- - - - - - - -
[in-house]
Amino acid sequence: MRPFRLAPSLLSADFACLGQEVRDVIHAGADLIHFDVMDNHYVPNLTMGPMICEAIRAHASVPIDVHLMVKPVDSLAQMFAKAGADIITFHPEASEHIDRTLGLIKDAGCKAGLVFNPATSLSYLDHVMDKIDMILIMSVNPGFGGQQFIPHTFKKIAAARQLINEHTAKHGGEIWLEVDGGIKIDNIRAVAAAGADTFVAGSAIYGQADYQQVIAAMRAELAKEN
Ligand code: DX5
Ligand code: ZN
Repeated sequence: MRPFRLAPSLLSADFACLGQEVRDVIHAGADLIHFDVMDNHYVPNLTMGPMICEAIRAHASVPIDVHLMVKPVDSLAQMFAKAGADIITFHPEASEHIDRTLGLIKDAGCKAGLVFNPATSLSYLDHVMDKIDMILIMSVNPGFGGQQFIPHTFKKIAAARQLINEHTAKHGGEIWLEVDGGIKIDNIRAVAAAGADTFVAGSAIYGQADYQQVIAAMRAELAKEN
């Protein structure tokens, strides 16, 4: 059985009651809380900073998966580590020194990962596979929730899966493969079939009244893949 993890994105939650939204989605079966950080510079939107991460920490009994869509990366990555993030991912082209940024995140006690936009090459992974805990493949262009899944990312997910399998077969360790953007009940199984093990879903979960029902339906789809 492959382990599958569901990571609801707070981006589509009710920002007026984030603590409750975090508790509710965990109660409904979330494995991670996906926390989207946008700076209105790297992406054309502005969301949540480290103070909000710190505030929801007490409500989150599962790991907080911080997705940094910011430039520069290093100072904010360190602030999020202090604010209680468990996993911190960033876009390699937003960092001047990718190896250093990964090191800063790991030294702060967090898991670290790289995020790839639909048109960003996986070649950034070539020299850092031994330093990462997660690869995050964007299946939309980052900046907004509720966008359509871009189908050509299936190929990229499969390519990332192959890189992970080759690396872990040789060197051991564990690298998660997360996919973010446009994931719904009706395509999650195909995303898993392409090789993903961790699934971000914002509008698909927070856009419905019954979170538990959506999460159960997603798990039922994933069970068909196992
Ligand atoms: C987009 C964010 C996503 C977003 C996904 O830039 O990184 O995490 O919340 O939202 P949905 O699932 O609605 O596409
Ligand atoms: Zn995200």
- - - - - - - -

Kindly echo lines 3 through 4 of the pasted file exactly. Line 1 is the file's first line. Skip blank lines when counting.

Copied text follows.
Ligand code: DX5
Ligand code: ZN